Persistent genital arousal disorder (PGAD), formerly known as persistent sexual arousal syndrome (PSAS), is an uncommonly reported sexual health concern associated with feelings of persistent, spontaneous, intrusive, unrelenting, and unwanted physical arousal such as throbbing, pulsating, pounding, engorgement and/or pressure/discomfort in the genital tissues, including the clitoris, labia, vagina perineum and/or anus; occurring in the absence of conscious thoughts of sexual desire or sexual interest; often associated with significant bother and distress; present throughout the person's life, consistent with primary, lifelong PGAD or developed at various ages, consistent with secondary, acquired PGAD; associated with spontaneous orgasms or feelings that orgasm is imminent or feelings that orgasmic release is needed to reduce the feelings of persistent arousal; and where symptoms are not consistently diminished by achieving orgasmic release.
Little is known about the vascular, neurologic, pharmacologic, and/or hormonal biologic-related pathophysiologies of PGAD. As it concerns central neuro-pharmacologic causes, PGAD may be secondary to Tourette’s Syndrome, epilepsy, post-blunt CNS trauma, post-neurosurgical intervention of central arteriovenous malformation, to cervical and lumbosacral surgical interventions, to use of certain antidepressants, such as the serotonin receptor antagonist trazodone, or to secondary to sudden withdrawal of selective serotonin re-uptake inhibitors (SSRIs) as occurs in sudden SSRI discontinuation syndrome.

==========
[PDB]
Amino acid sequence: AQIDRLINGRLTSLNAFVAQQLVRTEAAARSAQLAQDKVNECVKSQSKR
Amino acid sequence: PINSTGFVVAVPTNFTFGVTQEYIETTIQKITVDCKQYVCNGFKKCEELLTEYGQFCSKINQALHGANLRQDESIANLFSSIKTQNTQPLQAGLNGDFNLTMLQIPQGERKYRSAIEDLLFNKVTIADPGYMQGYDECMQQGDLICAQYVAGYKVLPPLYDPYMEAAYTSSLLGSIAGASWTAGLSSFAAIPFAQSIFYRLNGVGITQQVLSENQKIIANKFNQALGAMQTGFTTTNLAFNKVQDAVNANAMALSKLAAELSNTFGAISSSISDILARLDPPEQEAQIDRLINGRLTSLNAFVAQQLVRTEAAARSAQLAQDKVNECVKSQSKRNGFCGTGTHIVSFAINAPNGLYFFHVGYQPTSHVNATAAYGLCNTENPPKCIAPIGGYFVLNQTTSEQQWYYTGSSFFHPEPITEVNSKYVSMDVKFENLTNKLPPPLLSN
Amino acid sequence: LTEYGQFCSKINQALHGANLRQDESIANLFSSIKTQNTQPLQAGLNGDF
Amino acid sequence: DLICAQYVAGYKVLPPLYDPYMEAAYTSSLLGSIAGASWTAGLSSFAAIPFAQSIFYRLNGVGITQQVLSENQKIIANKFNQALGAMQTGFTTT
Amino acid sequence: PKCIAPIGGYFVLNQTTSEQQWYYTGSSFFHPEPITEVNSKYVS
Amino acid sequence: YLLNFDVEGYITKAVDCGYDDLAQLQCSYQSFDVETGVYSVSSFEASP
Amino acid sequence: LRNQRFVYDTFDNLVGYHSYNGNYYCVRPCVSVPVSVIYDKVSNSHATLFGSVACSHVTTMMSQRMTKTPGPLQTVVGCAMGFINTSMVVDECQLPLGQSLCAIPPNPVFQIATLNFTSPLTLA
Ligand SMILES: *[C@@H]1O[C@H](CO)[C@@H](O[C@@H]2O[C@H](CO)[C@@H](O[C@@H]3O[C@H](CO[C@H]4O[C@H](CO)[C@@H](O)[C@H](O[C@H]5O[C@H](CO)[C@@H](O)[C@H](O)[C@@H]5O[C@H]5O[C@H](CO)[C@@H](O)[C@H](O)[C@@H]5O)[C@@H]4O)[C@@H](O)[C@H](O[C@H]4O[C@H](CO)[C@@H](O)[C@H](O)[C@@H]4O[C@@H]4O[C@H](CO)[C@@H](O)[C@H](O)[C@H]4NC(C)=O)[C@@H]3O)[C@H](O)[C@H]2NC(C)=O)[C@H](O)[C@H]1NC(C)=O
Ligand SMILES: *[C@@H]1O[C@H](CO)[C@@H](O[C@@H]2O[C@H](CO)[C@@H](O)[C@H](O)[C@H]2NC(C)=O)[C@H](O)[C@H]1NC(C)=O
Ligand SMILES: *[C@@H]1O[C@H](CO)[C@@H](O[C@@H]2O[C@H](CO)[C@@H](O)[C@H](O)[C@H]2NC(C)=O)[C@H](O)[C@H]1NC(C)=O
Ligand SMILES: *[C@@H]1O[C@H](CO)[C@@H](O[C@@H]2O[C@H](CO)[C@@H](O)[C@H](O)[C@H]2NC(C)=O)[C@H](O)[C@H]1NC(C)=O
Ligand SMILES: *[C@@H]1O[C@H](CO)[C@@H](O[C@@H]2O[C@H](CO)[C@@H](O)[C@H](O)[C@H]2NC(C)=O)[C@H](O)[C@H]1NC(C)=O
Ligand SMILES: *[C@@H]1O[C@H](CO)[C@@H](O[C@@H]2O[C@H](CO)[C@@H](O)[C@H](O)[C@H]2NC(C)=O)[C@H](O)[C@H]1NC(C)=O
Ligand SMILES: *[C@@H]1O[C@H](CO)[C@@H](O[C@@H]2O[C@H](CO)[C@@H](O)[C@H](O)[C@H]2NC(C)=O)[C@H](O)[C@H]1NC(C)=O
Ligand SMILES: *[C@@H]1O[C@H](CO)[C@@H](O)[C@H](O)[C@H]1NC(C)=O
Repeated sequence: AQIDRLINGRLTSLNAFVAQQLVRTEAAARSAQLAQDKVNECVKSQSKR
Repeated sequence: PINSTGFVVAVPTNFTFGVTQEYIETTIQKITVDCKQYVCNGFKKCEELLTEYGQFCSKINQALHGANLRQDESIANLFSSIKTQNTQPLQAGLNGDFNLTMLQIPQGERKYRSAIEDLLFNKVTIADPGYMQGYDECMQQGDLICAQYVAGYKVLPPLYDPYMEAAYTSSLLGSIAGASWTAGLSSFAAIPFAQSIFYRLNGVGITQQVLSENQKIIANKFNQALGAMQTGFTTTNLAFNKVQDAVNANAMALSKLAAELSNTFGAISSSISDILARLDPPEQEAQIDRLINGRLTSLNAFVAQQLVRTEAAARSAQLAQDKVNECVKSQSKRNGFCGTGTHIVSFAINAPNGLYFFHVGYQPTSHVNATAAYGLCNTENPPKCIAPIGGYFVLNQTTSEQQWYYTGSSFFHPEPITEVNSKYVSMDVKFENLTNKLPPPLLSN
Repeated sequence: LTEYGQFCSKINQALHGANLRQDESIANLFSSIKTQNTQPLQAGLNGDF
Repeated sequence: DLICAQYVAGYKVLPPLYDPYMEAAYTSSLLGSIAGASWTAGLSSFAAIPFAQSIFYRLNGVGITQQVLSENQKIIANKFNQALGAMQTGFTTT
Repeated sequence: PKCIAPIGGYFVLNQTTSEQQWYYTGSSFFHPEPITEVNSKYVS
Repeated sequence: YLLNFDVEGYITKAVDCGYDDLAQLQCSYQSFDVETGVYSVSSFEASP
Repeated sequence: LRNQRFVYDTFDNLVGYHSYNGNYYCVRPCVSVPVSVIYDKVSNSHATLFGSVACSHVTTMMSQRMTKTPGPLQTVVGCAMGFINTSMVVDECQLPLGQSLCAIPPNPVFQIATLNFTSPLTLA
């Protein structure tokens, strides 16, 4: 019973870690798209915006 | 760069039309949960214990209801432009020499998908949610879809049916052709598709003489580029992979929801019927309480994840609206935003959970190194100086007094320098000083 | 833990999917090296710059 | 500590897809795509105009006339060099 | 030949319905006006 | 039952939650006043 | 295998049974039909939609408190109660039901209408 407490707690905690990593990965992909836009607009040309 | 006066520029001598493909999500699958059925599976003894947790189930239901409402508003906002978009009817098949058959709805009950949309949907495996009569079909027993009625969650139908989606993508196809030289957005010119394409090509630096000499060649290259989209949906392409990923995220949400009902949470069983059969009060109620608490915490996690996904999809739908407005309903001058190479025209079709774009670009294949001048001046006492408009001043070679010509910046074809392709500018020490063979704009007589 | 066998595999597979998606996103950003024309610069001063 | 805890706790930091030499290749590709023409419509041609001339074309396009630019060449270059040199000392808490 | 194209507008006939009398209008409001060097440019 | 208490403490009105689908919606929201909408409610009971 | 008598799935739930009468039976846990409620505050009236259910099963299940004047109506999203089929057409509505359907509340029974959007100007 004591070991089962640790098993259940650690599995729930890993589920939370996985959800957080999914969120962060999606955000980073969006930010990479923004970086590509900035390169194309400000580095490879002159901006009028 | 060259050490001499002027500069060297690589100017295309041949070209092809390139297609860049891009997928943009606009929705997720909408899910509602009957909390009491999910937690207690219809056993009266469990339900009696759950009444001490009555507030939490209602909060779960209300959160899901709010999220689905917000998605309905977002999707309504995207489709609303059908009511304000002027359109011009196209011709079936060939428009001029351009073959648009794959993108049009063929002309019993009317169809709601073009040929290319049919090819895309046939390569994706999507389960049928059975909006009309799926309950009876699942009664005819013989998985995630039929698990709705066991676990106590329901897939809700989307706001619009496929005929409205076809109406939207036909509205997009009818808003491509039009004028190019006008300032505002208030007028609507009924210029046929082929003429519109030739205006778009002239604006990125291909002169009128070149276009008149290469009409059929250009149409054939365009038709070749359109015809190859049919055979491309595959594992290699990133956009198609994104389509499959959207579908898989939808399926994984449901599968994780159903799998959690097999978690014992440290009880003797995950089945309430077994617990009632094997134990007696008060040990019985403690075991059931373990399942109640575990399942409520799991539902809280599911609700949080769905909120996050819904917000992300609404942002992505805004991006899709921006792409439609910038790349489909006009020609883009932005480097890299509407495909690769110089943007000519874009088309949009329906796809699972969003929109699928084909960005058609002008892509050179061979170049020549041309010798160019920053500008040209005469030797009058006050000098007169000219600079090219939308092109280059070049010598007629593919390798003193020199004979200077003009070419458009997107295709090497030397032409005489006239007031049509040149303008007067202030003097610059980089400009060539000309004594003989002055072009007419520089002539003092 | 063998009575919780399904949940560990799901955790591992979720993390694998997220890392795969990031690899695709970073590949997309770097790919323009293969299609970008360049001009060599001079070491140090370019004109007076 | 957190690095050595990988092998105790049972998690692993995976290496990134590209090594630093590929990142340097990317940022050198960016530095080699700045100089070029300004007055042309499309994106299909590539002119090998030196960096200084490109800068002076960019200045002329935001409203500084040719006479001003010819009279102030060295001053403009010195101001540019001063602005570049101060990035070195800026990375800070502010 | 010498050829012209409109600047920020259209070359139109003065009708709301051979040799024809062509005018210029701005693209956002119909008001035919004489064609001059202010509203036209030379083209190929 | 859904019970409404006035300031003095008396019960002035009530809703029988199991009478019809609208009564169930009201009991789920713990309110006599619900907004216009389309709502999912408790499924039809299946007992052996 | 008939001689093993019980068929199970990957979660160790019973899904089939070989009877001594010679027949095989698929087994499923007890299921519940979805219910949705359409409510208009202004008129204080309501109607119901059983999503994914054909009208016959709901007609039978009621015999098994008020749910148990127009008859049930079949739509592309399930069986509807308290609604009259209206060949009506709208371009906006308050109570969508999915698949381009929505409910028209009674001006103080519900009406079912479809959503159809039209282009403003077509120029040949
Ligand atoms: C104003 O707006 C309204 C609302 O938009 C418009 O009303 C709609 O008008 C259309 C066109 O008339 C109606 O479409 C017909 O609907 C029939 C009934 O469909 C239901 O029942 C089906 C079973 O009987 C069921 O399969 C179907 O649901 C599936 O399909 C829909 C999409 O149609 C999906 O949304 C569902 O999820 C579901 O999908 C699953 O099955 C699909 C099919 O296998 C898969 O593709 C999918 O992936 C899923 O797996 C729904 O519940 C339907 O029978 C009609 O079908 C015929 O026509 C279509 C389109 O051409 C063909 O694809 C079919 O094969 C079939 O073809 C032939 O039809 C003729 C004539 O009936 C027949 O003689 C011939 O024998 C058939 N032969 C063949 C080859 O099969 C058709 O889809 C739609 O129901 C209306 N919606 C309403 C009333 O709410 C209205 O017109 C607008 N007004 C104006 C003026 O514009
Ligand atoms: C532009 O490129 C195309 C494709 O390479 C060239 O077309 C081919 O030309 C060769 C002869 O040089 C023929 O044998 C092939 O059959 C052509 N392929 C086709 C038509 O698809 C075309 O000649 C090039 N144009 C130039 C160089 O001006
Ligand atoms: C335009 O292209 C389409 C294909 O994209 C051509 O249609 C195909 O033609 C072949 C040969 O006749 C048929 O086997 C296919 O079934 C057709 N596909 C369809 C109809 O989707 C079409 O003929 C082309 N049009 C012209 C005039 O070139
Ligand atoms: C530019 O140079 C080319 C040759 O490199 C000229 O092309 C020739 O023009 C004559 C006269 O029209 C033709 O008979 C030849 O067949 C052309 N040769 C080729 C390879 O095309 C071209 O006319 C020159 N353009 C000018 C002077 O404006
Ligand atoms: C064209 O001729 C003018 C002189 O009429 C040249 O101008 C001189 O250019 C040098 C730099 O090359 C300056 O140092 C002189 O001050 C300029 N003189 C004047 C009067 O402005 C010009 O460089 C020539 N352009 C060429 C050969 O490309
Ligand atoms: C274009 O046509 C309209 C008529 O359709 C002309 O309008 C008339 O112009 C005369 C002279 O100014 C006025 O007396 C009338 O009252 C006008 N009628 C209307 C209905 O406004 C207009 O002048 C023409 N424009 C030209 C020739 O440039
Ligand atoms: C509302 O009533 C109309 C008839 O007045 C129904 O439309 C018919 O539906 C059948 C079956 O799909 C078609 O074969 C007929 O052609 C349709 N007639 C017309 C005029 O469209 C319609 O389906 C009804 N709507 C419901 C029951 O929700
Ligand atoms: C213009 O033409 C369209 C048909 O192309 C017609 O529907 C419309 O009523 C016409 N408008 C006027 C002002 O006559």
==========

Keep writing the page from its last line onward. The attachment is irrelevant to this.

There has been a report of varenicline tartrate used in a woman with primary lifelong PGAD who serendipitously was prescribed the drug for smoking cessation. In this woman varenicline treatment was observed to reduce unwanted arousal symptoms. She went through a cycle of starting treatment and encountering symptom relief and stopping treatment and experiencing symptom return which was repeated on several occasions.
Varenicline is a partial agonist at the α4ß2 nicotinic receptor subtype that decreases the ability of nicotine to stimulate the release of dopamine in a specific (mesolimbic) region of the brain. Central nervous system dopamine transmission is critical for the stimulation and maintenance of sexual arousal. Stimulation of dopamine receptors in certain critical areas of the brain (the hypothalamus and the limbic system) controls downward motor autonomic outflow to the genital region that can activate sexual reflexes in females. For example, treatment of women with a dopamine receptor agonist, apomorphine, has been shown to result in increased cavernosal artery peak systolic velocity values and clitoral engorgement. In the woman with primary lifelong PGAD whose symptoms of PGAD were alleviated by varenicline use, it was hypothesized that her PGAD was the result of hyperstimulated central nervous system dopamine release. It was further hypothesized that restoration of more normative sexual arousal was the result of varenicline-associated lowering of this hyperstimulated central nervous system dopamine release. Varenicline does not block dopamine release completely in response to external stimulation, and as such, varenicline treatment would be superior to the use of dopamine antagonists or selective serotonin reuptake inhibitors which would have a similar inhibitory action on dopamine release but with a high potential for untoward sexual side-effects such as anorgasmia or decreased sexual desire.
More research is needed with varenicline as a treatment for women who suffer from PGAD. Pharmacologic regulation of central nervous system monoamine neurotransmitters may represent a novel approach to management in some women who experience significant distress from PGAD and who currently have no known safe and effective pharmacologic strategies.
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